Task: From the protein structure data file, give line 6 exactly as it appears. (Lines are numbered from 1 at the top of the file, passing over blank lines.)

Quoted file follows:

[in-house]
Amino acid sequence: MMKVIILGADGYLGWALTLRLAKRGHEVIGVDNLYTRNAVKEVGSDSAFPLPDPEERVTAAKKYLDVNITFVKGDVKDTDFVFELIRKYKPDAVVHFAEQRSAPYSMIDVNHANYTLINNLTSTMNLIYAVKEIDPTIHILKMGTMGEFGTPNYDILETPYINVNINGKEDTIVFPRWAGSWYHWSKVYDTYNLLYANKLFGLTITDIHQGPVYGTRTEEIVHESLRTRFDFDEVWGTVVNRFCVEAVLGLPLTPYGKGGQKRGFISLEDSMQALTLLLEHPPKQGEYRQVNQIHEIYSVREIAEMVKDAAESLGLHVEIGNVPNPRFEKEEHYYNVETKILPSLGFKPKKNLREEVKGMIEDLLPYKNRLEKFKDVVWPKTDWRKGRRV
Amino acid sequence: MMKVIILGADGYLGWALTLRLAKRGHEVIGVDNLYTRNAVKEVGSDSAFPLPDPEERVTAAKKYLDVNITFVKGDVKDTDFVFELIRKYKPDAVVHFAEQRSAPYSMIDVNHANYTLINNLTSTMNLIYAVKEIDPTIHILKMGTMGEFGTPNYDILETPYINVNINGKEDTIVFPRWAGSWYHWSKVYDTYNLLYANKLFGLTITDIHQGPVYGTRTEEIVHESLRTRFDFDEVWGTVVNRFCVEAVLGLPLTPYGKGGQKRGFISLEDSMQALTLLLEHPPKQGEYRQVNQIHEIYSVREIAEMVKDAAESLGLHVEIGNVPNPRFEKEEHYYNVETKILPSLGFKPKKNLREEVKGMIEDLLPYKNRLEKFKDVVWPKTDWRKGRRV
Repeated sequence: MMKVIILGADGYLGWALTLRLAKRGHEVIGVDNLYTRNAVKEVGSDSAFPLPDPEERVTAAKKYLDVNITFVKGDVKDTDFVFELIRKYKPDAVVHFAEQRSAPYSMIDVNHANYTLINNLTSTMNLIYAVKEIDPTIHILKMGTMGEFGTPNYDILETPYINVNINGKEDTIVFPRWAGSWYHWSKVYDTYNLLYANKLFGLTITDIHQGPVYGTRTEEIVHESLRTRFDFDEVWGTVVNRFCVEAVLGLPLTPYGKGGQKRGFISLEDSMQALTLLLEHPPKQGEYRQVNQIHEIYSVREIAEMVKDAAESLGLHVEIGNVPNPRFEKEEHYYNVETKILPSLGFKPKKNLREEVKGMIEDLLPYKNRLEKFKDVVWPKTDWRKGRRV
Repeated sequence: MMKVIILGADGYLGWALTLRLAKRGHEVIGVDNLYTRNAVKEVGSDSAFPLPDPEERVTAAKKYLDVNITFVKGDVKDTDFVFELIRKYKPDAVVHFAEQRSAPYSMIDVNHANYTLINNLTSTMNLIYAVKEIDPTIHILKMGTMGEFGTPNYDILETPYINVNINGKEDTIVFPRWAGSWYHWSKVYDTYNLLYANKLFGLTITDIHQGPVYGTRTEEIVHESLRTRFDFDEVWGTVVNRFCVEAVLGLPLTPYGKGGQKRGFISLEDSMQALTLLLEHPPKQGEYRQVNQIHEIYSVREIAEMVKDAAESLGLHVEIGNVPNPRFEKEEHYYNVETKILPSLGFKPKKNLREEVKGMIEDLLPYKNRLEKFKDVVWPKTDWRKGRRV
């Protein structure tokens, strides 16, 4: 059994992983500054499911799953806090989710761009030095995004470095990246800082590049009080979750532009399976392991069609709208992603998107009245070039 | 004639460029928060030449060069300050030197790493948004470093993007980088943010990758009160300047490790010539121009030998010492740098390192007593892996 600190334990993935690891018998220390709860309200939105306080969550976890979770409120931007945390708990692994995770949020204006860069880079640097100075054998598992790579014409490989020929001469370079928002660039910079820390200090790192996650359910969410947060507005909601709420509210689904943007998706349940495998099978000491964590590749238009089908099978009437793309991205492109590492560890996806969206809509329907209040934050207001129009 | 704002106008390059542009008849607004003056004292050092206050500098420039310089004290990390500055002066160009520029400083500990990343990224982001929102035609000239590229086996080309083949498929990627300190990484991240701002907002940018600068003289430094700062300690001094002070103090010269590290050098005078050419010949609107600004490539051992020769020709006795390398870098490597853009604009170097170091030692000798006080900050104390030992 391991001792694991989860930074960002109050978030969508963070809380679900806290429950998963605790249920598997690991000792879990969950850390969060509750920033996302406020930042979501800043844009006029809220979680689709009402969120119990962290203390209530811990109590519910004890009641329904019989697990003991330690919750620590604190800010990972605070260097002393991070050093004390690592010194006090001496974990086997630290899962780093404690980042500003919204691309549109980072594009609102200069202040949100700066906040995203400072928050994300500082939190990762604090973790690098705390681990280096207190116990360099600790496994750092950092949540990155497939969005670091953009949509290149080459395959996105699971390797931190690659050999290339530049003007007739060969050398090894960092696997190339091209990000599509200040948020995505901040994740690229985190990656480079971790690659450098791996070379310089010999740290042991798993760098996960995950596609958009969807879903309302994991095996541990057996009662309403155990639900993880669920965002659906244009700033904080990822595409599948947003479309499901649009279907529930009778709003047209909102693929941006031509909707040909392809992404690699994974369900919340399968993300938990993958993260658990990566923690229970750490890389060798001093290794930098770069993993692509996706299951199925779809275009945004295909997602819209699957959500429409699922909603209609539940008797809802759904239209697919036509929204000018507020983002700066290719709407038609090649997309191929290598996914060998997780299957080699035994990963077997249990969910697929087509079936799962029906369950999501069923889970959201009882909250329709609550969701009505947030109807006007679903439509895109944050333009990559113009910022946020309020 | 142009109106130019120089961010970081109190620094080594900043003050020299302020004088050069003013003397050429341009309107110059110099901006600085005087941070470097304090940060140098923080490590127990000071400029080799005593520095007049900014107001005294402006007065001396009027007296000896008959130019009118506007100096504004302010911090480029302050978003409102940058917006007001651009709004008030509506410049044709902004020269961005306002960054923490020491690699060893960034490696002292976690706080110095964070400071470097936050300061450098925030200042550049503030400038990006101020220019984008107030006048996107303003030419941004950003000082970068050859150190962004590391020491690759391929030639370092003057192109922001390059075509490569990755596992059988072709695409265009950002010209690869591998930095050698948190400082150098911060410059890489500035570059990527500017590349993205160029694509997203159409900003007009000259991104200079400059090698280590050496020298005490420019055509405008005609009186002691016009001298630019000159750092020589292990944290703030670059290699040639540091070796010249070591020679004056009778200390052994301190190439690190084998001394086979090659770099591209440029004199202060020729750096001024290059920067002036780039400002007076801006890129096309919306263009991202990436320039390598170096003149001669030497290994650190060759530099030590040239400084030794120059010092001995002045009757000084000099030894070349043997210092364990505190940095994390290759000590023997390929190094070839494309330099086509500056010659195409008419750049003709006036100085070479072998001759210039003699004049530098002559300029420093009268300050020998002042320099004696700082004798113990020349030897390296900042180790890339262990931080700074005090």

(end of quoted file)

């Protein structure tokens, strides 16, 4: 059994992983500054499911799953806090989710761009030095995004470095990246800082590049009080979750532009399976392991069609709208992603998107009245070039 | 004639460029928060030449060069300050030197790493948004470093993007980088943010990758009160300047490790010539121009030998010492740098390192007593892996 600190334990993935690891018998220390709860309200939105306080969550976890979770409120931007945390708990692994995770949020204006860069880079640097100075054998598992790579014409490989020929001469370079928002660039910079820390200090790192996650359910969410947060507005909601709420509210689904943007998706349940495998099978000491964590590749238009089908099978009437793309991205492109590492560890996806969206809509329907209040934050207001129009 | 704002106008390059542009008849607004003056004292050092206050500098420039310089004290990390500055002066160009520029400083500990990343990224982001929102035609000239590229086996080309083949498929990627300190990484991240701002907002940018600068003289430094700062300690001094002070103090010269590290050098005078050419010949609107600004490539051992020769020709006795390398870098490597853009604009170097170091030692000798006080900050104390030992 391991001792694991989860930074960002109050978030969508963070809380679900806290429950998963605790249920598997690991000792879990969950850390969060509750920033996302406020930042979501800043844009006029809220979680689709009402969120119990962290203390209530811990109590519910004890009641329904019989697990003991330690919750620590604190800010990972605070260097002393991070050093004390690592010194006090001496974990086997630290899962780093404690980042500003919204691309549109980072594009609102200069202040949100700066906040995203400072928050994300500082939190990762604090973790690098705390681990280096207190116990360099600790496994750092950092949540990155497939969005670091953009949509290149080459395959996105699971390797931190690659050999290339530049003007007739060969050398090894960092696997190339091209990000599509200040948020995505901040994740690229985190990656480079971790690659450098791996070379310089010999740290042991798993760098996960995950596609958009969807879903309302994991095996541990057996009662309403155990639900993880669920965002659906244009700033904080990822595409599948947003479309499901649009279907529930009778709003047209909102693929941006031509909707040909392809992404690699994974369900919340399968993300938990993958993260658990990566923690229970750490890389060798001093290794930098770069993993692509996706299951199925779809275009945004295909997602819209699957959500429409699922909603209609539940008797809802759904239209697919036509929204000018507020983002700066290719709407038609090649997309191929290598996914060998997780299957080699035994990963077997249990969910697929087509079936799962029906369950999501069923889970959201009882909250329709609550969701009505947030109807006007679903439509895109944050333009990559113009910022946020309020 | 142009109106130019120089961010970081109190620094080594900043003050020299302020004088050069003013003397050429341009309107110059110099901006600085005087941070470097304090940060140098923080490590127990000071400029080799005593520095007049900014107001005294402006007065001396009027007296000896008959130019009118506007100096504004302010911090480029302050978003409102940058917006007001651009709004008030509506410049044709902004020269961005306002960054923490020491690699060893960034490696002292976690706080110095964070400071470097936050300061450098925030200042550049503030400038990006101020220019984008107030006048996107303003030419941004950003000082970068050859150190962004590391020491690759391929030639370092003057192109922001390059075509490569990755596992059988072709695409265009950002010209690869591998930095050698948190400082150098911060410059890489500035570059990527500017590349993205160029694509997203159409900003007009000259991104200079400059090698280590050496020298005490420019055509405008005609009186002691016009001298630019000159750092020589292990944290703030670059290699040639540091070796010249070591020679004056009778200390052994301190190439690190084998001394086979090659770099591209440029004199202060020729750096001024290059920067002036780039400002007076801006890129096309919306263009991202990436320039390598170096003149001669030497290994650190060759530099030590040239400084030794120059010092001995002045009757000084000099030894070349043997210092364990505190940095994390290759000590023997390929190094070839494309330099086509500056010659195409008419750049003709006036100085070479072998001759210039003699004049530098002559300029420093009268300050020998002042320099004696700082004798113990020349030897390296900042180790890339262990931080700074005090």